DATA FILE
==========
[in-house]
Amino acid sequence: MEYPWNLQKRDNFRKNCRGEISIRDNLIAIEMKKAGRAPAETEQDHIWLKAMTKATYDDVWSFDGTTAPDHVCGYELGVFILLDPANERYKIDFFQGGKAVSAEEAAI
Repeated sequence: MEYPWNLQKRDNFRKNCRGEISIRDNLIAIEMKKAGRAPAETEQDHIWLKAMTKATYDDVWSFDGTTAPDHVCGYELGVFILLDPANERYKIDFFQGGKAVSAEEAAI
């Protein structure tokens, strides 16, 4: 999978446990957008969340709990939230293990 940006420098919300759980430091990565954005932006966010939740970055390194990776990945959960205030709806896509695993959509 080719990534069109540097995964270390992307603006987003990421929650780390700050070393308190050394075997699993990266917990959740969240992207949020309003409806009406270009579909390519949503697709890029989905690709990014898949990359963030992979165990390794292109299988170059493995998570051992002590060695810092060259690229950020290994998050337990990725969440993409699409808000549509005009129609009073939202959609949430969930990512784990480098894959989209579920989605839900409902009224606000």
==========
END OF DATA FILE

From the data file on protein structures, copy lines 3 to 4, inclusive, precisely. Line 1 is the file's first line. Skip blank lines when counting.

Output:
Repeated sequence: MEYPWNLQKRDNFRKNCRGEISIRDNLIAIEMKKAGRAPAETEQDHIWLKAMTKATYDDVWSFDGTTAPDHVCGYELGVFILLDPANERYKIDFFQGGKAVSAEEAAI
């Protein structure tokens, strides 16, 4: 999978446990957008969340709990939230293990 940006420098919300759980430091990565954005932006966010939740970055390194990776990945959960205030709806896509695993959509 080719990534069109540097995964270390992307603006987003990421929650780390700050070393308190050394075997699993990266917990959740969240992207949020309003409806009406270009579909390519949503697709890029989905690709990014898949990359963030992979165990390794292109299988170059493995998570051992002590060695810092060259690229950020290994998050337990990725969440993409699409808000549509005009129609009073939202959609949430969930990512784990480098894959989209579920989605839900409902009224606000």